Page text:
There is reasonable evidence to presume that Tishtrya, in the pre-Zoroastrian Iranic sphere, was the same figure as our (that is to say Vedic – Hindu) Tishya. And that is where things get interesting. For Tishya, ‘Auspicious’, we can connect with Lord Shiva – but more upon that in a moment.
To speak to Tishtrya, this is identified with the star Sirius; and, for that matter, in Zoroastrian myth, fighting against a demonic figure by the name of Apaosha, a bringer of drought. There is some confusing crossover with a Vedic myth featuring an Archer – however, whereas we know Tisya to be an archer (and, not coincidentally, Orion’s Belt in archaic tellings of the Hindusphere to be an Arrow fired by ‘Sirius’ the Archer), the Zoroastrians appear to have identified the Star of Sirius with the arrow shot by an archer. The well-versed reader shall already be seeing exactly where I am going with this. But let us first flesh out the Greek comparanda.
The Star of Sirius, everybody knows for the ‘Dog Days’ which accompany it. Yet what is meant by this? Well, looking both at the literature left to us by the Greeks, as well as the etymology and ‘peering between the lines’ associated with same … it would appear that it is a time of not only Drought, but also Disease – and a most curious form of hot-blooded aggression and madness in man and dog alike.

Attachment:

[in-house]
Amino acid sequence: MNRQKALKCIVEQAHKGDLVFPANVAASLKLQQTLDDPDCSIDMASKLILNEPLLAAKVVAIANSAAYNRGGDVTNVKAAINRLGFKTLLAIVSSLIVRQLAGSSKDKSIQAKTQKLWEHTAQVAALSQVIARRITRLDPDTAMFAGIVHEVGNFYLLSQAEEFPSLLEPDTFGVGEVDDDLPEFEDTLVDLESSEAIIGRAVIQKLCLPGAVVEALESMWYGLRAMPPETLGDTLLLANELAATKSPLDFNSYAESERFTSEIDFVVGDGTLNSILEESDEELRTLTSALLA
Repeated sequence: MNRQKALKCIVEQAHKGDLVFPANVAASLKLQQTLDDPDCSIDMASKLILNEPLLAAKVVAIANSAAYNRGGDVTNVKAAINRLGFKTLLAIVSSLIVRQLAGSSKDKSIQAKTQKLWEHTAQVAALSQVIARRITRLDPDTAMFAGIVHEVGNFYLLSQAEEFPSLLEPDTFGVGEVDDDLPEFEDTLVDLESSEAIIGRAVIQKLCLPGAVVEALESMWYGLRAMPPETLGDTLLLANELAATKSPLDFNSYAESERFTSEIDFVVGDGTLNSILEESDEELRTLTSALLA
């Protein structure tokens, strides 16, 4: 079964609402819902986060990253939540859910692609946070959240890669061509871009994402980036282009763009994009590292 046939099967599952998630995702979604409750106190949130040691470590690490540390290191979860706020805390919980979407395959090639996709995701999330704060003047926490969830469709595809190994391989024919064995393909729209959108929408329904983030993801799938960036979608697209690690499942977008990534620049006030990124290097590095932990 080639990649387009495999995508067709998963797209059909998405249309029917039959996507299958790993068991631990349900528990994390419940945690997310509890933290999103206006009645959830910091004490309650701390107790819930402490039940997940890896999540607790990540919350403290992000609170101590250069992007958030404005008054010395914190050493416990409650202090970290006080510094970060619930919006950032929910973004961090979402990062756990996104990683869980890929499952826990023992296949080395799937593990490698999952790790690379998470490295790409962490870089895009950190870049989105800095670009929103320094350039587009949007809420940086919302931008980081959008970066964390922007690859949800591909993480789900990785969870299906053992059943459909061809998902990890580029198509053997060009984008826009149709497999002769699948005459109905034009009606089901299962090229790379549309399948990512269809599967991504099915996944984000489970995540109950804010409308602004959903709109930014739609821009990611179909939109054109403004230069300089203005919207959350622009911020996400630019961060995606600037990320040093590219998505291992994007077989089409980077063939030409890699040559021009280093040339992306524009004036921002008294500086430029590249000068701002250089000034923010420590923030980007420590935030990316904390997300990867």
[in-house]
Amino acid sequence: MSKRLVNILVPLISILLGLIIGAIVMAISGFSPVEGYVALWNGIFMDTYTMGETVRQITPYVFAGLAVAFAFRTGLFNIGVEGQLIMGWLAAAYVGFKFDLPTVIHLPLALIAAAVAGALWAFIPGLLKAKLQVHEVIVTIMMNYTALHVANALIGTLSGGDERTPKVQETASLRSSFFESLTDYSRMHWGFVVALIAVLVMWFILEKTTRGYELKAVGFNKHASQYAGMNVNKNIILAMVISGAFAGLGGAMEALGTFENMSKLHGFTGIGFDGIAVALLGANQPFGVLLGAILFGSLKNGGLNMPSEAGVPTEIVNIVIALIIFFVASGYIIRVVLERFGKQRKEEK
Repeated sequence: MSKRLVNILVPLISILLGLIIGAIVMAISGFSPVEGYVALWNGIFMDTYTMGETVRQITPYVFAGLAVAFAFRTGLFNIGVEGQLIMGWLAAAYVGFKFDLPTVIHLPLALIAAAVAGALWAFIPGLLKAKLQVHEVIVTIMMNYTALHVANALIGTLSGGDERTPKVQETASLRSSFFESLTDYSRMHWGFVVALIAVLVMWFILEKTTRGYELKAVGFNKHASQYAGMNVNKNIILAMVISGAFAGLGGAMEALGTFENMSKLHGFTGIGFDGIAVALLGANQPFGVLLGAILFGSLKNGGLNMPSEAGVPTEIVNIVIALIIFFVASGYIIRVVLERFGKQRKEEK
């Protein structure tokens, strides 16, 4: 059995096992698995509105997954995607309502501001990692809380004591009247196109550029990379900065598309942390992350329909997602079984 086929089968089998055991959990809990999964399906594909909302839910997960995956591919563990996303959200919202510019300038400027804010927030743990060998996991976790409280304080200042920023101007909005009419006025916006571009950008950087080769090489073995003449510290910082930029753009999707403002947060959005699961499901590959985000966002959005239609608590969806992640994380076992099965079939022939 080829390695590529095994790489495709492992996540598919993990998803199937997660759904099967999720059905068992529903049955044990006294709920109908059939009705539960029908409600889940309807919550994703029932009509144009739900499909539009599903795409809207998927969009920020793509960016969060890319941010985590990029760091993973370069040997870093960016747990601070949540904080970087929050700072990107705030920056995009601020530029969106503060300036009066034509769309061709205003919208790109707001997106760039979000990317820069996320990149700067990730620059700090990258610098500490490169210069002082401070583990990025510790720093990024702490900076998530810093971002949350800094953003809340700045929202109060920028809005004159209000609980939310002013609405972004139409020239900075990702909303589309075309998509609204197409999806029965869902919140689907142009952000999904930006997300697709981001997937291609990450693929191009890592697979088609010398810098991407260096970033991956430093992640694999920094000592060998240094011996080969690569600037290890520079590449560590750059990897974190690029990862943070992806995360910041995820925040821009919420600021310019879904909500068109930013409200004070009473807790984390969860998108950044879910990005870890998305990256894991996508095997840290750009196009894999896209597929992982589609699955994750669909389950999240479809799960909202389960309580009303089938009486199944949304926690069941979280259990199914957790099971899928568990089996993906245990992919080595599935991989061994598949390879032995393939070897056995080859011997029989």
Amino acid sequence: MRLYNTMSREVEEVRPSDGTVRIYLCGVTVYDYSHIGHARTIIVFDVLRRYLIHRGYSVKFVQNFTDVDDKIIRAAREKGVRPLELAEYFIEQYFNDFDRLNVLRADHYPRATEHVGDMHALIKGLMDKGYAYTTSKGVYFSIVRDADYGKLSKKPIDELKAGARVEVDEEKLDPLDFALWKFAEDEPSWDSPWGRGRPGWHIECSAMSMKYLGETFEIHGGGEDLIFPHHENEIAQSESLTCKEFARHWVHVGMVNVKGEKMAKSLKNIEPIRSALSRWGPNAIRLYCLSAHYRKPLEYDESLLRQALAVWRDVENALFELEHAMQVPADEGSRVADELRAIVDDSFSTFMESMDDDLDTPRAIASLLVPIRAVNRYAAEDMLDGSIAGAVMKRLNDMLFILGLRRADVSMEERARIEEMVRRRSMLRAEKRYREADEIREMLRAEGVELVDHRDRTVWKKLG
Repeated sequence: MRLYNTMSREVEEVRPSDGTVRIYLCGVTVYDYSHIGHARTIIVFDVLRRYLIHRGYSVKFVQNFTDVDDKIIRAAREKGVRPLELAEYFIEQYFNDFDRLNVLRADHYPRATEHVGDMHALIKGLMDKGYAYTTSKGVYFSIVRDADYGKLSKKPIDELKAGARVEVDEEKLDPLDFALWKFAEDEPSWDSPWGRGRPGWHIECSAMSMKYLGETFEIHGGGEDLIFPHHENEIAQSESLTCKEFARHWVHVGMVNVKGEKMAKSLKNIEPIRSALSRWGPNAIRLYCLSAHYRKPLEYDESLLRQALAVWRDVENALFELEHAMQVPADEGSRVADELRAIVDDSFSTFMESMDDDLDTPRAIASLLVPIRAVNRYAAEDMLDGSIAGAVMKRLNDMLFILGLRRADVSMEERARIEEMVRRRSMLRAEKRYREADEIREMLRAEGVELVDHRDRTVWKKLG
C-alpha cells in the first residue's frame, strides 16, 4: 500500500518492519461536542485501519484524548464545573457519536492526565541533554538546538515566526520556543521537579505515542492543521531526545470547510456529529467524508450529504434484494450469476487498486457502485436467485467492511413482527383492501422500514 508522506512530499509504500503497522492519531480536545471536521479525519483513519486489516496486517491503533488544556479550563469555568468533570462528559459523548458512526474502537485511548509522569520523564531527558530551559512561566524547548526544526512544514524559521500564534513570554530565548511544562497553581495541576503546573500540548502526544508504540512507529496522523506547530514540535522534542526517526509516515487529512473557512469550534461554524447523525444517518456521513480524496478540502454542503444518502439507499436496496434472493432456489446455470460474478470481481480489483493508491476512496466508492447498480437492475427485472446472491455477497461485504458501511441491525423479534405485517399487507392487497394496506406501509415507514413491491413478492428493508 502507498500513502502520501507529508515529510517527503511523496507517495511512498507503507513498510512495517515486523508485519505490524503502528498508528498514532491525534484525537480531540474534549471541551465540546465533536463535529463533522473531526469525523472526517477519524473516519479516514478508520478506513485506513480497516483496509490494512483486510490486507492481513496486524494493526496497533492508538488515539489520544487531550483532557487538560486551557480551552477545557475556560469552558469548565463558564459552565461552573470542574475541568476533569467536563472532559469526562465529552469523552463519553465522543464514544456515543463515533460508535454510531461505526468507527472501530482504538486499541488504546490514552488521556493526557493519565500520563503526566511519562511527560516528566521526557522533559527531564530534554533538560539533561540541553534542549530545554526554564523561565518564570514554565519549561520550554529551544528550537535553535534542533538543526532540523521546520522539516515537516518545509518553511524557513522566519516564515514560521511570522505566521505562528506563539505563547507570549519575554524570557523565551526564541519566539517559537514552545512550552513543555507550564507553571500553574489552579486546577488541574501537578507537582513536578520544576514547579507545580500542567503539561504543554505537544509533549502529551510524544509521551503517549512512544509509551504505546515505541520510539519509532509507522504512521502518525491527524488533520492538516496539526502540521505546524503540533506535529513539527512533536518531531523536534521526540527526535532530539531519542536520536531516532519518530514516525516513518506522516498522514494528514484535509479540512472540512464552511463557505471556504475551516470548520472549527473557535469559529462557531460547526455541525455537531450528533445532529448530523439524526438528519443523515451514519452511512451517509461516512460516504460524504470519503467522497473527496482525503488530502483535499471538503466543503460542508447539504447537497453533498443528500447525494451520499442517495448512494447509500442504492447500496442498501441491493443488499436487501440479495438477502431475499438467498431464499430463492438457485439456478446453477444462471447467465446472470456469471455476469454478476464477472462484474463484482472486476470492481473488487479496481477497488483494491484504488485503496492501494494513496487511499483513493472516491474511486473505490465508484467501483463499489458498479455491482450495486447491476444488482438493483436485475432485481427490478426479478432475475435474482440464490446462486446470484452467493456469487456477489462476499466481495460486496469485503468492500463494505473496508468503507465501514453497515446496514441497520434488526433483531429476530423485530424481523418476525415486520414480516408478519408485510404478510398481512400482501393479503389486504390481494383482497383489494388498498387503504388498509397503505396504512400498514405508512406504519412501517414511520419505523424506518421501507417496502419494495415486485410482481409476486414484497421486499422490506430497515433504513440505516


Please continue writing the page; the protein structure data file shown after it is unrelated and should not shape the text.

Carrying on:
To quote from Quintus Smyrnaeus’ Fall of Troy:
“From the ocean-verge upsprings the Sun in glory, flashing fire far over earth-fire, when beside his radiant chariot-team races the red star Seirios (Sirius), scatterer of woefullest diseases over men.”
A ‘Red’ Star, with ‘Hot Winds’, the sending of Disease, and some sort of ‘crazed’ state. All the while being hailed as a Dog – or, perhaps more archaically, a Wolf. It ought not be hard to see where I am heading with this. But let us, again, make things more direct.
Probably the most famous Greek mytho-literary invocation for Sirius occurs in the Iliad (as in, the original ‘Fall of Troy’ poetic – more than a millennium prior to Smyrnaeus’ writings), where King Priam is beholding the terrifying spectacle of Achilles:
“So spake he, and was gone toward the city in pride of heart, speeding as speedeth with a chariot a horse that is winner of prizes, one that lightly courseth at full speed over the plain; even so swiftly plied Achilles his feet and knees.
Him the old man Priam was first to behold with his eyes, as he sped all-gleaming over the plain, like to the star that cometh forth at harvest-time, and brightly do his rays shine amid the host of stars in the darkness of night, the star that men call by name the Dog of Orion [i.e. Sirius].